Arducam Motorized Focus Camera: Focusing Equation

The values written to the I²C register controlling the Arducam Motorized Focus Camera lens position are strongly nonlinear with distance, so a simple linear increment / decrement isn’t particularly useful. If one had an equation for the focus value given the distance, one could step linearly by distance.

So, we begin.

Set up a lens focus test range amid the benchtop clutter with found objects marking distances:

Arducam Motorized Focus camera - test setup
Arducam Motorized Focus camera – test setup

Fire up the video loopback arrangement to see through the camera:

Arducam Motorized Focus test - focus infinity
Arducam Motorized Focus test – focus infinity

The camera defaults to a focus at infinity (or, perhaps, a bit beyond), corresponding to 0 in its I²C DAC (or whatever). The blue-green scenery visible through the window over on the right is as crisp as it’ll get through a 5 MP camera, the HP spectrum analyzer is slightly defocused at 80 cm, and everything closer is fuzzy.

Experimentally, the low byte of the I²C word written to the DAC doesn’t change the focus much at all, so what you see below comes from writing a focus value to the high byte and zero to the low byte.

For example, to write 18 (decimal) to the camera:

i2cset -y 0 0x0c 18 0

That’s I²C bus 0 (through the RPi camera ribbon cable), camera lens controller address 0x0c (you could use 12 decimal), focus value 18 * 256 + 0 = 0x12 + 0x00 = 4608 decimal.

Which yanks the focus inward to 30 cm, near the end of the ruler:

Arducam Motorized Focus test - focus 30 cm
Arducam Motorized Focus test – focus 30 cm

The window is now blurry, the analyzer becomes better focused, and the screws at the far end of the yellow ruler look good. Obviously, the depth of field spans quite a range at that distance, but iterating a few values at each distance gives a good idea of the center point.

A Bash one-liner steps the focus inward from infinity while you arrange those doodads on the ruler:

for i in {0..31} ; do let h=i*2 ; echo "high: " $h ; let rc=1 ; until (( rc < 1 )) ; do i2cset -y 0 0x0c $h 0 ; let rc=$? ; echo "rc: " $rc ; done ; sleep 1 ; done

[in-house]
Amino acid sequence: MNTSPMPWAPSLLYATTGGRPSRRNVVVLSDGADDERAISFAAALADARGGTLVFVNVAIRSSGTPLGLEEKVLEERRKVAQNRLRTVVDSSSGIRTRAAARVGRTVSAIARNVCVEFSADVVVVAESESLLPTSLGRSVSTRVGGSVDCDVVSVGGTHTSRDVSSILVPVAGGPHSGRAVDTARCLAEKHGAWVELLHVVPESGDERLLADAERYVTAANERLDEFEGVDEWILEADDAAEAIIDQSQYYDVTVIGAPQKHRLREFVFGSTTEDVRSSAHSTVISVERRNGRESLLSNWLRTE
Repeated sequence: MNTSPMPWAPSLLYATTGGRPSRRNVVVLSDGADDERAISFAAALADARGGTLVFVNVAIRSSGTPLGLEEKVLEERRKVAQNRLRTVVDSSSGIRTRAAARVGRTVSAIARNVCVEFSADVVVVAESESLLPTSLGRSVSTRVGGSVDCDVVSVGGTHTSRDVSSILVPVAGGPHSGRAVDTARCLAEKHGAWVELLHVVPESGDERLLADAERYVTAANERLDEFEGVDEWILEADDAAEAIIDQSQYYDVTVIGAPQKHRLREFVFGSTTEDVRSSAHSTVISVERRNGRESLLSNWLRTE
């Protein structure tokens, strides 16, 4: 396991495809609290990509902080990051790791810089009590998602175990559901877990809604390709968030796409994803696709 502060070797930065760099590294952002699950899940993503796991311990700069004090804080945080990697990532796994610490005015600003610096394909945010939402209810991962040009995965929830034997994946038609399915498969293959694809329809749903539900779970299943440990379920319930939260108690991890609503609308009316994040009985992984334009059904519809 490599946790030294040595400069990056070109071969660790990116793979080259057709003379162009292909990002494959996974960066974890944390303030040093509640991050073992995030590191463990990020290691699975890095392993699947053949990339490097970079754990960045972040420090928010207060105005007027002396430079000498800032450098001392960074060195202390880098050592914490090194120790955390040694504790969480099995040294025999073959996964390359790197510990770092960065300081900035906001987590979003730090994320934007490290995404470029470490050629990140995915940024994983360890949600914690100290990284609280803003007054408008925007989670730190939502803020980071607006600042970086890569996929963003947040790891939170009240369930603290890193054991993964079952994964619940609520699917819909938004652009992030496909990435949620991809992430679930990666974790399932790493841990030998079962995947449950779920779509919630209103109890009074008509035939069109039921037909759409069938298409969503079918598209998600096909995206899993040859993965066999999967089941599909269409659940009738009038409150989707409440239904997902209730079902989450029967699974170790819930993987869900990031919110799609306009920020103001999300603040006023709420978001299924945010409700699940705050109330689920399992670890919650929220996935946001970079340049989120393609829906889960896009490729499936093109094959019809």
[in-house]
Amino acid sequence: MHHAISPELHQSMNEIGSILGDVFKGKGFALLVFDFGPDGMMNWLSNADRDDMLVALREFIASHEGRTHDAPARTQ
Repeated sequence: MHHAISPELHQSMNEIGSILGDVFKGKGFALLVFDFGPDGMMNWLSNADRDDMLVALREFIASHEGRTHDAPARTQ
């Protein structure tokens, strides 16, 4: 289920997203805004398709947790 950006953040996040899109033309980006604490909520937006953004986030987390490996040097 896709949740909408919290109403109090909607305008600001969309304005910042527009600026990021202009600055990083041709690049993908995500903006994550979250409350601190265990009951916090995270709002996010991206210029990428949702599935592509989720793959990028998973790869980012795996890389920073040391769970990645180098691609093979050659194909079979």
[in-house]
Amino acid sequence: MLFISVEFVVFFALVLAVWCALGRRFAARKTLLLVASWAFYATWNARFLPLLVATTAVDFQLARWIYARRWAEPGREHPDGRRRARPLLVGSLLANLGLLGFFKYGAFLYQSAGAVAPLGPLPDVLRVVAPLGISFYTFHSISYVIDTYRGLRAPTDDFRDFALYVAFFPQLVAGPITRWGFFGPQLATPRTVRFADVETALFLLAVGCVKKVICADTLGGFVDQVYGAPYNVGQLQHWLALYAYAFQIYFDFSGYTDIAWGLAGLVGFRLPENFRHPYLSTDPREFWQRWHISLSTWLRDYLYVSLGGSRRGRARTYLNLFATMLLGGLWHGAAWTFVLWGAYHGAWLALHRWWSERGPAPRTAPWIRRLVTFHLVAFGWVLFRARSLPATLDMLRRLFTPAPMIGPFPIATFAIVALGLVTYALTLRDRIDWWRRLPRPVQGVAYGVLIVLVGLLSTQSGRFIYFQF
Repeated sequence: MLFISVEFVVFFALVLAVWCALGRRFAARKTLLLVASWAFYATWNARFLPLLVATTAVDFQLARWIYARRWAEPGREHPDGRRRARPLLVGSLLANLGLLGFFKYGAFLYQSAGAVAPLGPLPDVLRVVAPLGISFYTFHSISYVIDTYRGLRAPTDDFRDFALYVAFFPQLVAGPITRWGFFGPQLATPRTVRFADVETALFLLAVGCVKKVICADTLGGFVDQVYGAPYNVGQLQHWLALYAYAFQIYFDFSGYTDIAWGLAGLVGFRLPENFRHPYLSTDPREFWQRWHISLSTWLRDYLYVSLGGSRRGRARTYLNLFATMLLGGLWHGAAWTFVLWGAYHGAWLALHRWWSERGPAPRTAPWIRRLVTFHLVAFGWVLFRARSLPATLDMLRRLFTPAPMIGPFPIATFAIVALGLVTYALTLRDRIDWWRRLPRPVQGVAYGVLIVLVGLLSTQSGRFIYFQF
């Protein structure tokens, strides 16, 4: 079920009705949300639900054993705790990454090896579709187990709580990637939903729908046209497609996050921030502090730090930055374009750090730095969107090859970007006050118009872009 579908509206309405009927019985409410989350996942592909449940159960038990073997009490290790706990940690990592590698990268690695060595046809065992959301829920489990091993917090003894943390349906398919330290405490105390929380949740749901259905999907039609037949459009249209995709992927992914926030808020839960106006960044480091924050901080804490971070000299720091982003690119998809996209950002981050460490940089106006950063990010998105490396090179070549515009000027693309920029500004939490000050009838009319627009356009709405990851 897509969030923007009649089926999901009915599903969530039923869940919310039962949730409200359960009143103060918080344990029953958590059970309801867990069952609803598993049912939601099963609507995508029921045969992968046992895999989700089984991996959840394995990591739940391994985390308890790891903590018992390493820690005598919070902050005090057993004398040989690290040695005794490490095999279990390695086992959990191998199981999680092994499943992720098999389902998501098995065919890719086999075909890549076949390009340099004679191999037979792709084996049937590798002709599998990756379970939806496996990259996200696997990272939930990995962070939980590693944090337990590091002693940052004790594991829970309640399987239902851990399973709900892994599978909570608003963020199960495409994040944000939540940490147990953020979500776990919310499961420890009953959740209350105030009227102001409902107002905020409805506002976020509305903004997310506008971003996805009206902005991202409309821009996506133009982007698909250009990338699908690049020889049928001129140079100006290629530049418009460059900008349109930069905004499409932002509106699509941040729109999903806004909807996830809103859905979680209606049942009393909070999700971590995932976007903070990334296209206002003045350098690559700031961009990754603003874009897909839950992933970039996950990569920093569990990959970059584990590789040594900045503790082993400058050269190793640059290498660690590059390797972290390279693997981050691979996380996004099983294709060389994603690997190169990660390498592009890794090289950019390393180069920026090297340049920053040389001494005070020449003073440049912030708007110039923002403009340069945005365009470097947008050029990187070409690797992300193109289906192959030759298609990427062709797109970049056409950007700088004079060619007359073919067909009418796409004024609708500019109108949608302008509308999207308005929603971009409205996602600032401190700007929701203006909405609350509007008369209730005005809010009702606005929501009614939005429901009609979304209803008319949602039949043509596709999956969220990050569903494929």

Write 33 to set the focus at 10 cm:

Arducam Motorized Focus test - focus 10 cm
Arducam Motorized Focus test – focus 10 cm

Then write 55 for 5 cm:

Arducam Motorized Focus test - focus 5 cm
Arducam Motorized Focus test – focus 5 cm

The tick marks show the depth of field might be 10 mm.

Although the camera doesn’t have a “thin lens” in the optical sense, for my simple purposes the ideal thin lens equation gives some idea of what’s happening. I think the DAC value moves the lens more-or-less linearly with respect to the sensor, so it should be more-or-less inversely related to the focus distance.

Take a few data points, reciprocate & scale, plot on a doodle pad:

Arducam Motorized Focus RPi Camera - focus equation doodles
Arducam Motorized Focus RPi Camera – focus equation doodles

Dang, I loves me some good straight-as-a-ruler plotting action!

The hook at the upper right covers the last few millimeters of lens travel where the object distance is comparable to the sensor distance, so I’ll give the curve a pass.

Feed the points into a calculator and curve-fit to get an equation you could publish:

DAC MSB = 10.8 + 218 / (distance in cm)
= 10.8 + 2180 / distance in mm)

Given the rather casual test setup, the straight-line section definitely doesn’t support three significant figures for the slope and we could quibble about exactly where the focus origin sits with respect to the camera.

So this seems close enough:

DAC MSB = 11 + 2200 / (distance in mm)

Anyhow, I can now tweak a “distance” value in a linear-ish manner (perhaps with a knob, but through evdev), run the equation, send the corresponding DAC value to the camera lens controller, and have the focus come out pretty close to where it should be.

Now, to renew my acquaintance with evdev

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